By Andrew Trask
A decade ago, Betty Dukes, a Wal-Mart greeter (one of the folks in blue vests who welcome you to the store), filed a lawsuit against her employer. She alleged that her supervisors had treated her harshly and, once she complained, had retaliated by demoting her. Rather than sue Wal-Mart on her own, she joined with six other women who also (allegedly) suffered discrimination at the company. These women included one who had been passed over for promotion, one who could not transfer to day shifts, and one who had been sexually harassed by coworkers. Together, these women claimed to represent all women at Wal-Mart, and asked for damages on all their behalf.
Last week, the Supreme Court heard oral argument on the case. The media has covered Wal-Mart v. Dukes as a gender discrimination case. And it’s true that the underlying cause of action is a violation of Title VII, the United States’s antidiscrimination statute. But the issue the Court heard is a procedural one: can the women who sued Wal-Mart bring their case as a class action? If they can, the huge damages at stake will likely induce Wal-Mart to settle on generous terms. (No company, even one as big as Wal-Mart, wants to risk a billion-dollar verdict.) If they can’t, then each woman must bring her case on her own. And while some women’s discrimination claims may be worth enough to interest a lawyer, others will not. Since the procedural question could make or break this case, it has taken on the same significance as if the Court were ruling on whether companies are allowed to discriminate against women.
So what is a class action? It’s a method of aggregating a large number of claims into a single lawsuit. Under Federal Rule of Civil Procedure 23 — the rule that authorizes class actions — the lawsuit begins with an individual plaintiff. If she can convince the court her claim is enough like those of the people she seeks to represent, the court certifies the case as a class action. Once the class is certified, the plaintiff offers proof of her individual claim at trial. If she wins, the whole class wins; but if she loses, then the whole class loses with her.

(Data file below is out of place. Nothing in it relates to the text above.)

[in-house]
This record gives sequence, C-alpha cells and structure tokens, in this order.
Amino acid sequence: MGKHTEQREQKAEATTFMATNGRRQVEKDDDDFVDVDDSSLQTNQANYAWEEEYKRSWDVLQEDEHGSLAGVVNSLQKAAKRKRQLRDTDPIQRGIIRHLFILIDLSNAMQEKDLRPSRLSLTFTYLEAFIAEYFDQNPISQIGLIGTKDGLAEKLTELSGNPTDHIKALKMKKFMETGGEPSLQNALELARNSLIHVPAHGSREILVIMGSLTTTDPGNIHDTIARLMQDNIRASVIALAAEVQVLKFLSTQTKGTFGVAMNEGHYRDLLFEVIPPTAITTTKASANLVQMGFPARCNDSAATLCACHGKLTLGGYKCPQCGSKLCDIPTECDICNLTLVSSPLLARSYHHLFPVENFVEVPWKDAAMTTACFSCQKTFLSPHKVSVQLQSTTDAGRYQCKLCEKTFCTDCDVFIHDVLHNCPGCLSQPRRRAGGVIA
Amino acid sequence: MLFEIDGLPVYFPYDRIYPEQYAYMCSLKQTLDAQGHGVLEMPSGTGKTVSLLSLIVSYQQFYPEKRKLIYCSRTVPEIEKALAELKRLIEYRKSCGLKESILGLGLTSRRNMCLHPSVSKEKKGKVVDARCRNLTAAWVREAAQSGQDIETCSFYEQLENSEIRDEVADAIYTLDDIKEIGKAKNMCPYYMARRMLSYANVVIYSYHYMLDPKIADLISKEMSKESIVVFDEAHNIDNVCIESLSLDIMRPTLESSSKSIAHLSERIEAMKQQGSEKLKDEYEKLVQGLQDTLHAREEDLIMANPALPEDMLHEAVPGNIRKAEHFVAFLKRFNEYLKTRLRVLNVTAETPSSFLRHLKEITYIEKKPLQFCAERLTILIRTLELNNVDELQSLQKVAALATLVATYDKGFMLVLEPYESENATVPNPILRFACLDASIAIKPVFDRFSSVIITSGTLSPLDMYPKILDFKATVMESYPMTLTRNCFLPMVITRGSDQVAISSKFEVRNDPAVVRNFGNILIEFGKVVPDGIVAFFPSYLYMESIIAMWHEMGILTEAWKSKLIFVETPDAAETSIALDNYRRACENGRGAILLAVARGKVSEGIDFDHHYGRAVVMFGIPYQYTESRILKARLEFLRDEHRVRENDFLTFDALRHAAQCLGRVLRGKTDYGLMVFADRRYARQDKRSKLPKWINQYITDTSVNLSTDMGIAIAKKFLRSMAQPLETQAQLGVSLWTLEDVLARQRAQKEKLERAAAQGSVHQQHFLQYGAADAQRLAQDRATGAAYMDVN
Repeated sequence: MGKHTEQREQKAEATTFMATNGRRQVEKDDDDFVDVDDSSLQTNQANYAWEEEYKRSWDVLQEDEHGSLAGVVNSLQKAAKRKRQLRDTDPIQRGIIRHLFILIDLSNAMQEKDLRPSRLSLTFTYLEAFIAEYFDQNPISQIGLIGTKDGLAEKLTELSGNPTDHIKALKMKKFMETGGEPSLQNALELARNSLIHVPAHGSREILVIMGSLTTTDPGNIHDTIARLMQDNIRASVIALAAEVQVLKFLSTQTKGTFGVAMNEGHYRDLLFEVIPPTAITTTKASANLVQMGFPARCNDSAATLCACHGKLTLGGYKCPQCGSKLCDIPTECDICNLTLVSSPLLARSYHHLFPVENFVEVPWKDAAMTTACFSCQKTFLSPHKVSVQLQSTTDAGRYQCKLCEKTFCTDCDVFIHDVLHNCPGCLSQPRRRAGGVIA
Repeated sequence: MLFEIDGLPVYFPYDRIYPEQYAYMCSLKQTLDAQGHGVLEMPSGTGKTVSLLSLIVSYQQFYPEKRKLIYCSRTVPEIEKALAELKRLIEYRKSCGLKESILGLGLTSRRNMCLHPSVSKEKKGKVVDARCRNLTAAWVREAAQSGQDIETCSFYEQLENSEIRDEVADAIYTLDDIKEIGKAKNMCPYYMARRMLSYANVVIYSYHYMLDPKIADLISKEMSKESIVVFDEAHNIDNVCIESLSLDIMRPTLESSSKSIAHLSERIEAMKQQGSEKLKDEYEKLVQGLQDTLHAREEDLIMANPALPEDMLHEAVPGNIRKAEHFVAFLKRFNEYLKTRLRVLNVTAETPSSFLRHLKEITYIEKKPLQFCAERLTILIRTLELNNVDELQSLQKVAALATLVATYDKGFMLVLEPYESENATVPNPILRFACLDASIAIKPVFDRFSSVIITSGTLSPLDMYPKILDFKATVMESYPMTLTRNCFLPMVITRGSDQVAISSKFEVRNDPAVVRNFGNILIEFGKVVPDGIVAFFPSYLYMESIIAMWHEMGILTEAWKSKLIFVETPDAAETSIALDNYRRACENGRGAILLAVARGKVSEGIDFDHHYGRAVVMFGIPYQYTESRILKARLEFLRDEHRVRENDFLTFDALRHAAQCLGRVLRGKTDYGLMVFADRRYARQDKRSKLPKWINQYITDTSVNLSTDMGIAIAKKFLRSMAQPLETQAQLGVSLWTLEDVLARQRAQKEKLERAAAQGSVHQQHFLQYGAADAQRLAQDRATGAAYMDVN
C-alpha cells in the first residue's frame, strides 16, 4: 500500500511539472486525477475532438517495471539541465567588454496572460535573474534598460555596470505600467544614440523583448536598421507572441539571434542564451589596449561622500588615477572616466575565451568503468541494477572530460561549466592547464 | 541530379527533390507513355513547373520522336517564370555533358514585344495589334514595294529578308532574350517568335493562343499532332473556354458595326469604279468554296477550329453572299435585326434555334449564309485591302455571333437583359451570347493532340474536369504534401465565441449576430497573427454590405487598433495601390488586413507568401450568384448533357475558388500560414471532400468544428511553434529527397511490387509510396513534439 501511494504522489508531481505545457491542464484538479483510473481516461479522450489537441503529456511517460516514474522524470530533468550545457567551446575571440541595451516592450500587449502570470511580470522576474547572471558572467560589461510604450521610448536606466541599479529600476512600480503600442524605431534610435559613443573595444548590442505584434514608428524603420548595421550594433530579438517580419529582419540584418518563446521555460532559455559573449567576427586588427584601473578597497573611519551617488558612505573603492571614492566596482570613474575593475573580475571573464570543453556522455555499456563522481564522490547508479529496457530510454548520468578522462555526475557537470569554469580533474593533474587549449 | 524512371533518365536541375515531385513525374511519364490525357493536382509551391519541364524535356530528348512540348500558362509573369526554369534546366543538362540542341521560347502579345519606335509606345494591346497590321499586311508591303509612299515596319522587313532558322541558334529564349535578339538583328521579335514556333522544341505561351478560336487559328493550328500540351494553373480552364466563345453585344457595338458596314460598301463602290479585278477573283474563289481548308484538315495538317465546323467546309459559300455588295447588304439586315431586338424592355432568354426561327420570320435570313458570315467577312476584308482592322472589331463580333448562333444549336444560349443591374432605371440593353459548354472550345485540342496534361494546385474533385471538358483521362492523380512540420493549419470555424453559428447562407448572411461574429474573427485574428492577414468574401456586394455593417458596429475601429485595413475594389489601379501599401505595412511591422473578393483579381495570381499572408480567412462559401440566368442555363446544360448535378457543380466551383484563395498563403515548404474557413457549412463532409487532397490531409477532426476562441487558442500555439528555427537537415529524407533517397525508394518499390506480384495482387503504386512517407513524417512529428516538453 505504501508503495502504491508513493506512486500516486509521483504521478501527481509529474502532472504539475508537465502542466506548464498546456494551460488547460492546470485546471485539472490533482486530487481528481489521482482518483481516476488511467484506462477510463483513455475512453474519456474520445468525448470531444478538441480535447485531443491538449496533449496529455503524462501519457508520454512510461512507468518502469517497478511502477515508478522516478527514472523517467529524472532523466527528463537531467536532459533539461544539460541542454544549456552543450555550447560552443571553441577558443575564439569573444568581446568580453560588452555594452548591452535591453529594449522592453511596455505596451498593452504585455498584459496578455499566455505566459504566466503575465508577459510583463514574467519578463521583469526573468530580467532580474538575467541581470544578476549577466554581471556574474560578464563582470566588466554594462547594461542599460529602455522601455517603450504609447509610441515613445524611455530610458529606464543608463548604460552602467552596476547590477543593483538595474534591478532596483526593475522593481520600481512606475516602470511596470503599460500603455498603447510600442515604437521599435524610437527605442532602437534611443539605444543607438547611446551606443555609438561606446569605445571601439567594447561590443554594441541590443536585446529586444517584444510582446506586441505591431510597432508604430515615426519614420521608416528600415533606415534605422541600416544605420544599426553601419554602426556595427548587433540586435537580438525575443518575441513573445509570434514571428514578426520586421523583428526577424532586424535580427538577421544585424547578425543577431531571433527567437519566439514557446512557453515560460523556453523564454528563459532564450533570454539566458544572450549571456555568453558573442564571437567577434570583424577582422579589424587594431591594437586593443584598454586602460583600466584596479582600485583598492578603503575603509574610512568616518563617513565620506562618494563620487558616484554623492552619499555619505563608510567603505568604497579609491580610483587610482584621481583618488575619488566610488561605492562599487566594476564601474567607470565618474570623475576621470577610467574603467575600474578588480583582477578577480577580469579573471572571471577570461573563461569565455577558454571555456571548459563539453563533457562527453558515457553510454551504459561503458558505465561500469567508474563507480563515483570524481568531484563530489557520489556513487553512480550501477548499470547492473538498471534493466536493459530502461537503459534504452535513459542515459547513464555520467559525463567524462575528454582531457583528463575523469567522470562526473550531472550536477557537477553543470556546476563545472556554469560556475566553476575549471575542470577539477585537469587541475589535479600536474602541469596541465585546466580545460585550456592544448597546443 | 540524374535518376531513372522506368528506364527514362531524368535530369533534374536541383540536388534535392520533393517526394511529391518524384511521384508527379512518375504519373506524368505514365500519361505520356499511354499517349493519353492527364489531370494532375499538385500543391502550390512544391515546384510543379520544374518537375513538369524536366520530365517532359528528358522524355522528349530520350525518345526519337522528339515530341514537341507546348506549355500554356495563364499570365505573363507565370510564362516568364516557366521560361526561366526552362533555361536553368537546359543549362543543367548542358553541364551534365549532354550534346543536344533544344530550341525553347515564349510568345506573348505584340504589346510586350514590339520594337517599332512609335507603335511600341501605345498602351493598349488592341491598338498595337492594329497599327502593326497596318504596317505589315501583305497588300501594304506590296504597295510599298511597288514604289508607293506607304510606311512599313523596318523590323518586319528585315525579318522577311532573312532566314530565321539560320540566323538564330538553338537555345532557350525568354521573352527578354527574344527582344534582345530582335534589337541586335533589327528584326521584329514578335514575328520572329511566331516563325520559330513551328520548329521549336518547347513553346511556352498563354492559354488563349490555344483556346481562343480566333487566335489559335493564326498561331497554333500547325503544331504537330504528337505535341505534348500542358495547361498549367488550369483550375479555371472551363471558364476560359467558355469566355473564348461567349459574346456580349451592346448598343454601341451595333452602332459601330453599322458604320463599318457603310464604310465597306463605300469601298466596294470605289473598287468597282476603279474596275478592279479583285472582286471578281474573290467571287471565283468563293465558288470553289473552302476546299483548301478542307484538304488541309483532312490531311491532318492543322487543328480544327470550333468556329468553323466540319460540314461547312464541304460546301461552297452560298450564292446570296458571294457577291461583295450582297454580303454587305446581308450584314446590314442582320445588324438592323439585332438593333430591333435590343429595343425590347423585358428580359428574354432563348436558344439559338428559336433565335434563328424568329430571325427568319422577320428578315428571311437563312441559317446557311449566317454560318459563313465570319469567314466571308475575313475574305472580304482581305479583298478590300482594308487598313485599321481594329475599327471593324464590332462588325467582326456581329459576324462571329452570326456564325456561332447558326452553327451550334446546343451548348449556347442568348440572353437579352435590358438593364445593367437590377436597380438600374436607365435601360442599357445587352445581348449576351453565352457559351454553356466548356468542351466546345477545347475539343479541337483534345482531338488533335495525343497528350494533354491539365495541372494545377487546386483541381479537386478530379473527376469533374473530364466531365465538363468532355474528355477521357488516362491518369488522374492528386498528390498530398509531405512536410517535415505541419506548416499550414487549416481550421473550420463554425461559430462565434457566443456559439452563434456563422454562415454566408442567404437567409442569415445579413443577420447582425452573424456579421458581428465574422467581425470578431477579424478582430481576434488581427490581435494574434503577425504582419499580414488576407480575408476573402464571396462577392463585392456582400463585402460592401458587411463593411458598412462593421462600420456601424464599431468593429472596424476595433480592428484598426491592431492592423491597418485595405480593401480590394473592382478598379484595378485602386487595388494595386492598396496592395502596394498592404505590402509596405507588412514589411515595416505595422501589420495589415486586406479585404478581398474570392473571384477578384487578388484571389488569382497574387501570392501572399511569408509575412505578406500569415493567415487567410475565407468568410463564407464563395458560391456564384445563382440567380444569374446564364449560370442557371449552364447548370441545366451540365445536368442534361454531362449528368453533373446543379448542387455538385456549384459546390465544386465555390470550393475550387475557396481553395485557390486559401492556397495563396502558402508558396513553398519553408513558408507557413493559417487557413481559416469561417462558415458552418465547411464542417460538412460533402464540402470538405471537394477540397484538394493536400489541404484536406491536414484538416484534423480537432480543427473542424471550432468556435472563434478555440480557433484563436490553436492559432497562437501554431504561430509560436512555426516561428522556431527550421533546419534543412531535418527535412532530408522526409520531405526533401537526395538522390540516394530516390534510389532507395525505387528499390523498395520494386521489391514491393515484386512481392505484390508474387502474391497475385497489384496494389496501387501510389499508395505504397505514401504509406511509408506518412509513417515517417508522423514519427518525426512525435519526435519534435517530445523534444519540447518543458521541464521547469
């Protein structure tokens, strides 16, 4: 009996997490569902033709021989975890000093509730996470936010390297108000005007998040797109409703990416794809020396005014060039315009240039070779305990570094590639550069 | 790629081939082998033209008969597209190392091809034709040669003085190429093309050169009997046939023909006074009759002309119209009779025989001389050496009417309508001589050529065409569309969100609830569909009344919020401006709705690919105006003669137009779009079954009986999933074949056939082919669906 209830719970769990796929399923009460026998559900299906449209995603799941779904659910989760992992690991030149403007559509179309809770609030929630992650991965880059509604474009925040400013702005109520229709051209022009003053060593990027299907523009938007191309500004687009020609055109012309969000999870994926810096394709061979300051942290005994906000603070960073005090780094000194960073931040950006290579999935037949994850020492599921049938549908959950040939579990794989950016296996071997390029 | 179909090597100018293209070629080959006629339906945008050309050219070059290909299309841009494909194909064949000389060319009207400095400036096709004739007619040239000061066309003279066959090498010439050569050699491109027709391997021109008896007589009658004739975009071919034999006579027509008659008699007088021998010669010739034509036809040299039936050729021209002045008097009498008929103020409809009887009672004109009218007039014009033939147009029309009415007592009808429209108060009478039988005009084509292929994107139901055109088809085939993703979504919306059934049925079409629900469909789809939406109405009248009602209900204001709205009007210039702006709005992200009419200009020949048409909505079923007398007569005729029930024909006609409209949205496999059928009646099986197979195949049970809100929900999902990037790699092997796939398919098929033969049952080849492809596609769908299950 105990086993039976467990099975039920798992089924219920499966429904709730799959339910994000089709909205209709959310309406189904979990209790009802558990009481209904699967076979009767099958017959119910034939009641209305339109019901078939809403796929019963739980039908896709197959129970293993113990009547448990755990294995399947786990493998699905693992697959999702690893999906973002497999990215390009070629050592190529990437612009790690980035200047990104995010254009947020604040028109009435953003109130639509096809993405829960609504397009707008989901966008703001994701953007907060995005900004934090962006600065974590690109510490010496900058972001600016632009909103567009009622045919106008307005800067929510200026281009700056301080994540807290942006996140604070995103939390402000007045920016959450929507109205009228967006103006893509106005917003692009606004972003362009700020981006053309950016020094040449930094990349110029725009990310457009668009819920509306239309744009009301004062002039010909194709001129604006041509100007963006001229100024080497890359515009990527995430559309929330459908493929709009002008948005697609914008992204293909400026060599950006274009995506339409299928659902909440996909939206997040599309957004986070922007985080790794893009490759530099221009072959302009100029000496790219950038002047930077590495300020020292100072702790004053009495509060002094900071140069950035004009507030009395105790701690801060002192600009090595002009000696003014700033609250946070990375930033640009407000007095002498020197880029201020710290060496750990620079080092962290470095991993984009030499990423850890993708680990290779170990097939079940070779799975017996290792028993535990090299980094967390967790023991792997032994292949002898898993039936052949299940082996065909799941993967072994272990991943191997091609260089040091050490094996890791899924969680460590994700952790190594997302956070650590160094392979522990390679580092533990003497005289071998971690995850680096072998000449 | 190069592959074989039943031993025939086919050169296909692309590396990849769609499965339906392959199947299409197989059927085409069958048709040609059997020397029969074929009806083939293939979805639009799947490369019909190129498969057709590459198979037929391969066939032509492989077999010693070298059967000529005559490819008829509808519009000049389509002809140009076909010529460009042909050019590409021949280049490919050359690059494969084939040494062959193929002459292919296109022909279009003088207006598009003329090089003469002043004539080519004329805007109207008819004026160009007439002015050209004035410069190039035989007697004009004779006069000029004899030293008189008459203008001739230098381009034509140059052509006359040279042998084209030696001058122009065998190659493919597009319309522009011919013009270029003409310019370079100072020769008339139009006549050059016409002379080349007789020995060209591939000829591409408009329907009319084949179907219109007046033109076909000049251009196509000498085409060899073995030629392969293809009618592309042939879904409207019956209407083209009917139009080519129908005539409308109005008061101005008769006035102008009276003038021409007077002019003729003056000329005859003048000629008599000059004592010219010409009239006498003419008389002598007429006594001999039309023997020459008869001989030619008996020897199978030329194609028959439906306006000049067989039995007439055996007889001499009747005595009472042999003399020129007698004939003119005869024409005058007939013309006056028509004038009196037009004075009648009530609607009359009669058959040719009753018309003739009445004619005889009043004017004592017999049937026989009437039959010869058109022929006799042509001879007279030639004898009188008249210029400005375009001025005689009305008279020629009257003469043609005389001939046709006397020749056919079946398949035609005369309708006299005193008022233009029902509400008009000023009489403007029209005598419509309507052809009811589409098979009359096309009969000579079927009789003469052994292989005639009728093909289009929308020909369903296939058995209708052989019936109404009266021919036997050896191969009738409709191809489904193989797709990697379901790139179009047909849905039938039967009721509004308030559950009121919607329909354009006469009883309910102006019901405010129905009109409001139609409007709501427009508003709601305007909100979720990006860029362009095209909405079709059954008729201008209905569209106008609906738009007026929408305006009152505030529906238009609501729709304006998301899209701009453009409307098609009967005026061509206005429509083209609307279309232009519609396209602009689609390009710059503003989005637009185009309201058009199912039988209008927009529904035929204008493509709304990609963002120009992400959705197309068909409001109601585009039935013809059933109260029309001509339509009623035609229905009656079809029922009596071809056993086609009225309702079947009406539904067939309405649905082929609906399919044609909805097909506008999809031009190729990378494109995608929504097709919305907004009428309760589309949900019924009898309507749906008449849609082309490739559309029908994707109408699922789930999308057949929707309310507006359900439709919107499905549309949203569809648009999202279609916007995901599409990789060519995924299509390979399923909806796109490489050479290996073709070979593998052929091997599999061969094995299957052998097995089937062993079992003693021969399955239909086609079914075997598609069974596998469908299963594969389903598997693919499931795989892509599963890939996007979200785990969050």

The Supreme Court heard arguments about whether the women suing Wal-Mart had demonstrated they met two of the requirements of Rule 23.
First, it considered whether the women met the “commonality” requirement. Commonality calls for every class action to have a common question of law or fact that, if answered, moves the case forward. The requirement seems simple, but can be hard to meet for a diverse group of 1.6 million women. (Hence the references to the Dukes class being “too big to certify.”) The women argued that their common question was whether Wal-Mart’s corporate culture was “vulnerable” to sex discrimination, and whether allowing managers “excessive subjectivity” in personnel decisions ended up discriminating against women.
Second, the Court considered whether the women brought the right kind of class action. Rule 23 allows for three different types of classes, each of which falls under a section of Rule 23(b). The first type (Rule 23(b)(1), not at issue here) involves cases where a ruling for one class member would deprive others of the relief they seek. The second (Rule 23(b)(2)) applies when plaintiffs ask for injunctive or declaratory relief. And the final type (Rule 23(b)(3)) applies when plaintiffs ask for money; it imposes more stringent requirements for certification and calls for more thorough notice to the class.
The women asked for an injunction, but also back pay and punitive damages. The trial court certified a class for back pay under Rule 23(b)(2) (the injunctive section) instead of (b)(3). The Court of Appeals for the Ninth Circuit held that 23(b)(2) certification was appropriate because the injunctive relief was “superior in strength” to the monetary relief.
So where does the case go now? Predicting Supreme Court rulings is not as easy as it looks, but the argument provided some clues. Justice Kennedy worried that the women’s theory “faces in two directions,” and Justice Scalia complained that he felt “whipsawed” by it. Their concern was that the plaintiffs simultaneously complained that Wal-Mart’s discriminatory culture controlled people’s decisions, but also that managers had too much discretion to ignore that culture.
Moreover, Justice Ginsburg worried about using Rule 23(b)(2) to certify a class when more than half its members could only receive monetary relief. Justice Scalia noted that forbidding monetary relief would exclude “more than half the class.” Given these concerns, it is unlikely the Court will affirm the Ninth Circuit.
It is rare for a technical question of procedure to receive so much attention. However, the way in which we try lawsuits matters. And few cases show that more vividly than the one filed ten years by Betty Dukes.